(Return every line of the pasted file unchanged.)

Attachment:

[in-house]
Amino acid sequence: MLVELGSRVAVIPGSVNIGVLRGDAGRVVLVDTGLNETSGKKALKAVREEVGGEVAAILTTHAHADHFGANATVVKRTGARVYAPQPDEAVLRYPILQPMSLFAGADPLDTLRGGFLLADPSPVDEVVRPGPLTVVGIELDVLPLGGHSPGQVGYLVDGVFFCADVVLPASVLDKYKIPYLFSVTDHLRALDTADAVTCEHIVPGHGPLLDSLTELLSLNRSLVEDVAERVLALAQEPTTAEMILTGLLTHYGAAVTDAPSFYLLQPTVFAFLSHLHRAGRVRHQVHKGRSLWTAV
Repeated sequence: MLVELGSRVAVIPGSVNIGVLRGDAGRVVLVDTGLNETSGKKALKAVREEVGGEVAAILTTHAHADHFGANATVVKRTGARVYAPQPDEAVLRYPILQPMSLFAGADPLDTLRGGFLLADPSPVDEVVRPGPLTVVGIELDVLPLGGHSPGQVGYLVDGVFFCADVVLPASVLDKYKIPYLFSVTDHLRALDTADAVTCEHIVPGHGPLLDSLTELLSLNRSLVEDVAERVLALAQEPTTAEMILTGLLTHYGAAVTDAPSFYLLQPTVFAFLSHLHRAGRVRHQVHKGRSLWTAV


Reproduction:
[in-house]
Amino acid sequence: MLVELGSRVAVIPGSVNIGVLRGDAGRVVLVDTGLNETSGKKALKAVREEVGGEVAAILTTHAHADHFGANATVVKRTGARVYAPQPDEAVLRYPILQPMSLFAGADPLDTLRGGFLLADPSPVDEVVRPGPLTVVGIELDVLPLGGHSPGQVGYLVDGVFFCADVVLPASVLDKYKIPYLFSVTDHLRALDTADAVTCEHIVPGHGPLLDSLTELLSLNRSLVEDVAERVLALAQEPTTAEMILTGLLTHYGAAVTDAPSFYLLQPTVFAFLSHLHRAGRVRHQVHKGRSLWTAV
Repeated sequence: MLVELGSRVAVIPGSVNIGVLRGDAGRVVLVDTGLNETSGKKALKAVREEVGGEVAAILTTHAHADHFGANATVVKRTGARVYAPQPDEAVLRYPILQPMSLFAGADPLDTLRGGFLLADPSPVDEVVRPGPLTVVGIELDVLPLGGHSPGQVGYLVDGVFFCADVVLPASVLDKYKIPYLFSVTDHLRALDTADAVTCEHIVPGHGPLLDSLTELLSLNRSLVEDVAERVLALAQEPTTAEMILTGLLTHYGAAVTDAPSFYLLQPTVFAFLSHLHRAGRVRHQVHKGRSLWTAV